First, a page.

Upon suspension from the AU, representatives of member states are not invited to address the PSC as concerned country when the PSC convenes a meeting on their country situation. At the very best, those countries have to present their case by proxy either through members of the PSC or if their view is canvased as part of the report, briefing or statement that the AU Commission presents to the PSC. As a result, with the exception of the only time the PSC has been able to conduct a field visit to one of these member states (the PSC’s evaluation mission to Mali conducted in July 2021 following the coup of May 2021), its direct interface with authorities in charge of the transition processes has been lacking. After the October 2021 military power grab experienced in Sudan, the PSC had also planned to conduct a similar evaluation mission to engage Sudanese actors but the visit could not be carried out as intended. There have also been no PSC missions to the other two member states suspended for UCG, Burkina Faso and Guinea. This is seen by PSC members as having the effect of limiting both PSC’s understanding of perspectives of the de facto authorities and the full scope of the issues and dynamics at play as well as its diplomatic leverage over the authorities. Tomorrow’s informal consultation is accordingly designed to address these perceived challenges around the direct engagement between the PSC and the de facto authorities of countries suspended on account of UCG.

Another critical area the informal consultation could contribute to is in responding to concerns that have been raised from various stakeholders, regarding inconsistencies observed in the way the AU has responded to UCG that occurred in the course of 2021 and 2022. After the consecutive coups that took place in Chad, Guinea, Mali and Sudan in 2021 (Burkina Faso’s coming in 2022), only Chad has remained immune from suspension in line with Article 7(1)(g) of the PSC Protocol. Despite Chad’s specific circumstances which led to the PSC’s decision to refrain from imposing immediate suspension, not only has this decision brought up questions around the consistent application of the AU principles and norms banning UCG, it has also raised concern over the perceived differential treatment accorded to Chad – whose representatives had direct access to the PSC during its sessions on the situation in Chad while the other countries were restricted from the same privilege, having been suspended. Although it may not respond to the complex issues that arise from these experiences, the envisaged informal consultation could in part address some of the concerns that have been raised in this regard.

While appreciating the advantages of an informal consultation of the PSC with member states suspended from the AU, it is also important to maintain the established practice through which the PSC keeps track of the status of developments in countries in political transitions. Although it has not had direct exchanges with suspended member states, the PSC constantly maintains engagement on the developments in these countries through the AU Commission and its Chairperson, though the PSC has not been receiving updates as regularly as the period as stipulated in PSC decisions. Indeed, even with PSC’s direct engagement the best way to facilitate effective political transition for restoring constitutional order is through deploying diplomatic initiative (through a special envoy or high-representative or transition support mechanism and through the provision of technical support to transition authorities in required specific transitional tasks) as envisaged the Lomé Declaration and Article 25(3) of ACDEG. The role of the PSC would largely be to mandate the establishment or launching of such diplomatic initiative, the accompanying and monitoring of such initiative, and the review of its decision on suspension based on assessment of progress made.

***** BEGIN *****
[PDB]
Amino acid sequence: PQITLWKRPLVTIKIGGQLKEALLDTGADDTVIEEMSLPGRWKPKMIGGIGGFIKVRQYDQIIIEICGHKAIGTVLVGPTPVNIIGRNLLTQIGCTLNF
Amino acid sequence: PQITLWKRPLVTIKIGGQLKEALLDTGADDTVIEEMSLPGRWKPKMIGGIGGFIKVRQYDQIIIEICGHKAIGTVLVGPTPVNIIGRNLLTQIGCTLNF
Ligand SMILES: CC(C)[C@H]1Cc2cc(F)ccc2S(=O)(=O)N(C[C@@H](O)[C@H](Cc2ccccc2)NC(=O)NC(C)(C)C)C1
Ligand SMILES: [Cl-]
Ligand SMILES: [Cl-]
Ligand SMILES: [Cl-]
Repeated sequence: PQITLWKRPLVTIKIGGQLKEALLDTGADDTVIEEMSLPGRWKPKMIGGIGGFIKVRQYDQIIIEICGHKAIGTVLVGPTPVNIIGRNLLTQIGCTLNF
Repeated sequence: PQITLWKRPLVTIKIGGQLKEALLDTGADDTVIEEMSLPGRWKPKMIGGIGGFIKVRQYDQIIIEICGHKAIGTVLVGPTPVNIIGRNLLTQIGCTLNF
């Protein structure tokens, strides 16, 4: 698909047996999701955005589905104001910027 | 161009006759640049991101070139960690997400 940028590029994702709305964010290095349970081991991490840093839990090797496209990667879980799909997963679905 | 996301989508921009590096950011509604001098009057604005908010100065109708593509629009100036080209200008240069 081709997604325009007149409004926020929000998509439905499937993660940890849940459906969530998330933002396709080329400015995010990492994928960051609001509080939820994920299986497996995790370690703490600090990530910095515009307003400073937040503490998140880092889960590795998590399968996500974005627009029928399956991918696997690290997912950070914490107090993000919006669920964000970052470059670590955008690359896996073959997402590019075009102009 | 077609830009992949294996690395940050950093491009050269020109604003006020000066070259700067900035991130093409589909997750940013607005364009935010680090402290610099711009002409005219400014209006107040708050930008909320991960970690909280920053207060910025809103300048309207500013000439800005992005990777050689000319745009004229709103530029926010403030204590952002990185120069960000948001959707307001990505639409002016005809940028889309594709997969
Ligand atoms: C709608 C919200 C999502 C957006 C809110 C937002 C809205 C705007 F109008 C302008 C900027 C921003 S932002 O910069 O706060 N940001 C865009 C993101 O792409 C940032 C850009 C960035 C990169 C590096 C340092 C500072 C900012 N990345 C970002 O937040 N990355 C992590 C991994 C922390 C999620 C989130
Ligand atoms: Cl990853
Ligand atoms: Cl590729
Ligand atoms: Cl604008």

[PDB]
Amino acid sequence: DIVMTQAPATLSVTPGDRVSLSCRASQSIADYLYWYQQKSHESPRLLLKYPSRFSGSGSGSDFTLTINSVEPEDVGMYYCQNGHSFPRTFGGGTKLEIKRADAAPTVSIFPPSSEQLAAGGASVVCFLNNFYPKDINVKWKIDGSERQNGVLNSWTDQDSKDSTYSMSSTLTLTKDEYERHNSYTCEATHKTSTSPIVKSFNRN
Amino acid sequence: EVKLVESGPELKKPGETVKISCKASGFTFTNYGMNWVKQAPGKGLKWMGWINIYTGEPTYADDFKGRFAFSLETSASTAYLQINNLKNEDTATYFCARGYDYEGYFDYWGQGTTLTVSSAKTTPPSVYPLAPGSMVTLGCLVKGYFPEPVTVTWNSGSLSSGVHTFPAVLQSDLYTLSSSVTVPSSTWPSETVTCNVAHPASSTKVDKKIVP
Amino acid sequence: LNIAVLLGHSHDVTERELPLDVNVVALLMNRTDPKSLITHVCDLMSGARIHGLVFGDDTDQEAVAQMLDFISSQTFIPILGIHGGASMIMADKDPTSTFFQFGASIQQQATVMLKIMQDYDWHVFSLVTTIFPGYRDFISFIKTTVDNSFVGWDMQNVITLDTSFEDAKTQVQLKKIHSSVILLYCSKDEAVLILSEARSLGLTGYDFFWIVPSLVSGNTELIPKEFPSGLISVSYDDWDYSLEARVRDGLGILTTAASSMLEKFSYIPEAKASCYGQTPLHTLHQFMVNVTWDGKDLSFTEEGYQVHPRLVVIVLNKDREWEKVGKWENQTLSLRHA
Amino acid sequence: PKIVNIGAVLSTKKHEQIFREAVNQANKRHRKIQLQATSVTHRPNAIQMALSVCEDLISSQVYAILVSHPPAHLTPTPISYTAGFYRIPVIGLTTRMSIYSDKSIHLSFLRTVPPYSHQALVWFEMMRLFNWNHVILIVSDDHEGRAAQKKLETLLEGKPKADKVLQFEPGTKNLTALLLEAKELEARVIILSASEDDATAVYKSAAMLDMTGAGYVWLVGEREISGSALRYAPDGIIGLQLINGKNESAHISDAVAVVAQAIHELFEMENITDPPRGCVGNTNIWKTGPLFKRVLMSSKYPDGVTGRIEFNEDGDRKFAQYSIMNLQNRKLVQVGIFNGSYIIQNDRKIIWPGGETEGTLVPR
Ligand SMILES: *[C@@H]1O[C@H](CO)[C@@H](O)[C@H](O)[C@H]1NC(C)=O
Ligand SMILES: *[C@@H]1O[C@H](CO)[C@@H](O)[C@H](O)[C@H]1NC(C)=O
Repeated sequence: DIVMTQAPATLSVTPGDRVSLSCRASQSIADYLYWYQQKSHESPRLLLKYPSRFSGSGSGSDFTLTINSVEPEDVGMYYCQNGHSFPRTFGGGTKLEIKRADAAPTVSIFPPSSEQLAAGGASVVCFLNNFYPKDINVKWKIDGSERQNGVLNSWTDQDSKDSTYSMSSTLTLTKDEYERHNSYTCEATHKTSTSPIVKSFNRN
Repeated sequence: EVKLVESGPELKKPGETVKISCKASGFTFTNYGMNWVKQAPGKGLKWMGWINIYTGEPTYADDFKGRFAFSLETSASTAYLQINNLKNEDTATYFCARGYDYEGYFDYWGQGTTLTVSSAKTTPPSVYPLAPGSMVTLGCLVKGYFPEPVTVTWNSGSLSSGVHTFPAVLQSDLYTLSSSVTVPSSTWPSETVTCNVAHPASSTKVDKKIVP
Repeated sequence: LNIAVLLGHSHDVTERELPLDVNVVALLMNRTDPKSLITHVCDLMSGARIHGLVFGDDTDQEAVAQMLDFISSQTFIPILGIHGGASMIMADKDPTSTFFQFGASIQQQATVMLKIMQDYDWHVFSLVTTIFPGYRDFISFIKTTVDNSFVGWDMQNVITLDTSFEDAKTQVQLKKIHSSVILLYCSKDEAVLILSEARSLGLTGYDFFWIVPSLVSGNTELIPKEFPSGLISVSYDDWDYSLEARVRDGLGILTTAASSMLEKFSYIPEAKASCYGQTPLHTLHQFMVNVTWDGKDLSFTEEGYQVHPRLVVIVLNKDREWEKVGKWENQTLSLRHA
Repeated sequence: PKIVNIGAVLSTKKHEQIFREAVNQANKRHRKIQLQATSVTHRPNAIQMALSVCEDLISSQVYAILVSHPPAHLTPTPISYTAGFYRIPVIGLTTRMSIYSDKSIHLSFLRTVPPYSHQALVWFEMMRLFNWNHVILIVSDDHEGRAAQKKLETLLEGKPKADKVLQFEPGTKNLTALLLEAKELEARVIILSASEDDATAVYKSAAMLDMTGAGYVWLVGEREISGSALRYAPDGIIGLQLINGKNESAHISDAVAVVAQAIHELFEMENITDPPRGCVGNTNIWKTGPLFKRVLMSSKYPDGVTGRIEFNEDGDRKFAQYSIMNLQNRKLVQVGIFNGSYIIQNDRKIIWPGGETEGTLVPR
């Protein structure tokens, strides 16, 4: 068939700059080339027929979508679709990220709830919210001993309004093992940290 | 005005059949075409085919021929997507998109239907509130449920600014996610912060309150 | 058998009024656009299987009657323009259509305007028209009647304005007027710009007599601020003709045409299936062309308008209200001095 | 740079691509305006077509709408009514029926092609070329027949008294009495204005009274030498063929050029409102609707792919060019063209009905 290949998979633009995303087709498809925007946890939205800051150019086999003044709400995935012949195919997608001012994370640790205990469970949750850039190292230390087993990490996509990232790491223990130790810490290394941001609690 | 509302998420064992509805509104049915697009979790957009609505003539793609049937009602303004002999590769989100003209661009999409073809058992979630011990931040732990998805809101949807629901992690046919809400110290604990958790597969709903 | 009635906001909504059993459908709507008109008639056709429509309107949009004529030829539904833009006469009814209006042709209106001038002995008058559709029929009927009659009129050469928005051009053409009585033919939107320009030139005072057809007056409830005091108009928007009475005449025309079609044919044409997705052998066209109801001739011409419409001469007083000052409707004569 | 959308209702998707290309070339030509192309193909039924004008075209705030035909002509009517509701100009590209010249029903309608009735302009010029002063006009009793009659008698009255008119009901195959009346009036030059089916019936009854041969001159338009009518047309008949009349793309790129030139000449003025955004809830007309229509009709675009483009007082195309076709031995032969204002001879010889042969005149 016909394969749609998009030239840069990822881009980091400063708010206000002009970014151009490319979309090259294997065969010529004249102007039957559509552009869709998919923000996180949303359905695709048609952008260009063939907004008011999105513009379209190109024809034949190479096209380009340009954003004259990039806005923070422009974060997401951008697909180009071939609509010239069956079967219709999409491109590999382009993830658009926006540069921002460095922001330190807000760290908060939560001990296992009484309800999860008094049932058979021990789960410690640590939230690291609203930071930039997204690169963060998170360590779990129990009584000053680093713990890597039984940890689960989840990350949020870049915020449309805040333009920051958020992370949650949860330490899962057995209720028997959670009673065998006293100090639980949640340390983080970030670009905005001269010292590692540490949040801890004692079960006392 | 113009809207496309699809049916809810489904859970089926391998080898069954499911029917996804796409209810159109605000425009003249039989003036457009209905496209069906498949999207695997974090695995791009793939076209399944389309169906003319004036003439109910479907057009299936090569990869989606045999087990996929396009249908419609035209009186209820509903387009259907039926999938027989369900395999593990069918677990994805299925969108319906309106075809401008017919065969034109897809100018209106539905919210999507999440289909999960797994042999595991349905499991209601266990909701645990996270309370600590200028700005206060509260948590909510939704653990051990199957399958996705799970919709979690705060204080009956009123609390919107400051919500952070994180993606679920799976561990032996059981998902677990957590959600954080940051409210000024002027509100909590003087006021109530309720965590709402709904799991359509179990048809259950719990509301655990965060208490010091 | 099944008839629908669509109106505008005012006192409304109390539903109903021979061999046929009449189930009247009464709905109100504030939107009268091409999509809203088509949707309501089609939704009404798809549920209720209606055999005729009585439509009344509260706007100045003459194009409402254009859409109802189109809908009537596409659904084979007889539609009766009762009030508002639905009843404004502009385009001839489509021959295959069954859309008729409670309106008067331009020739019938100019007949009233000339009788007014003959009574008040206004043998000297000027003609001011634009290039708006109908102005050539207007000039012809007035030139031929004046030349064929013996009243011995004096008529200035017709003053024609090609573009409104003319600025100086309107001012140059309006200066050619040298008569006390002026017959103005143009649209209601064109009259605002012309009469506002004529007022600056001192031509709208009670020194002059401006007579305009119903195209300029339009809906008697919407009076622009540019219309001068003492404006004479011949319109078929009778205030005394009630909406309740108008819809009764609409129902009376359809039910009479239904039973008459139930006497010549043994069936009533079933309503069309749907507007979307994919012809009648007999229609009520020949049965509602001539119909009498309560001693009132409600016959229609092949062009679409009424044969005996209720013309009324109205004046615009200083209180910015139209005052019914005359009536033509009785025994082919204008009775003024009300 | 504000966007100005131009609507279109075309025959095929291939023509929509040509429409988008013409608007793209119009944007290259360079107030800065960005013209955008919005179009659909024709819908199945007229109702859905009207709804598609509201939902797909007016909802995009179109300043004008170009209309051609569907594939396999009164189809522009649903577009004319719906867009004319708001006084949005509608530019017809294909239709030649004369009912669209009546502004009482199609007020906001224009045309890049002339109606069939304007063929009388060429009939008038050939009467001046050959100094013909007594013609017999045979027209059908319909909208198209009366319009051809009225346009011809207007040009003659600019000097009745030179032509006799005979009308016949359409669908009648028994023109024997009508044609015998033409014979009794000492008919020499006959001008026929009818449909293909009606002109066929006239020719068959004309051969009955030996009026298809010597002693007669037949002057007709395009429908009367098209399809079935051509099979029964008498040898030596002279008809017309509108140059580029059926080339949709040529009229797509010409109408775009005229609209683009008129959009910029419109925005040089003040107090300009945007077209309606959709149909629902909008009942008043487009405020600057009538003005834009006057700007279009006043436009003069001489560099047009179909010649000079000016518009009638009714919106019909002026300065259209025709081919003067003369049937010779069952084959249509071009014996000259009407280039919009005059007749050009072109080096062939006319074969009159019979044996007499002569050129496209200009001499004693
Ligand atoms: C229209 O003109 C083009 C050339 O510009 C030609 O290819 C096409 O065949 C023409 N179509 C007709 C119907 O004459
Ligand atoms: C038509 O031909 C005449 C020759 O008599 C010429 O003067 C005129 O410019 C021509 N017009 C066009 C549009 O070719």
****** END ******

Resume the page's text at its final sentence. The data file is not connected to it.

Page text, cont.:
No formal outcome document is expected from tomorrow’s informal consultation. The consultation is expected to emphasise the importance of AU norms on democracy, good governance and constitutionalism, not only to avert the occurrence of coups, but also to ensure sustained peace, security and stability in Africa. It may commend member states currently undergoing political transitions for their ongoing efforts to restore constitutional order in their respective territories and urge them to continue abiding by the agreed terms in their transition charters and to fully handover authority to democratically elected civilian governments by the envisaged timelines. Highlighting the importance of occasional informal consultations to enable direct interaction between the PSC and member states suspended from the AU, it may stress the need for maintaining the established method of engagement through the auspices of the AU Commission, particularly the Chairperson.



Date | October 2022

In October, the Kingdom of Morocco was the monthly rotating chairperson of the Africa Union (AU) Peace and Security Council (PSC). The provisional program of work initially envisaged five substantive sessions of which two agenda items were dedicated to country/region specific issues. Two more agenda items with country/region focus were added in the course of the month. Accordingly, situations in the Horn of Africa, Central Africa and the Sahel were considered during the month. Overall the PSC convened seven (7) sessions and one joint consultative meeting addressing a total of eight (8) agenda items plus the consultative meeting.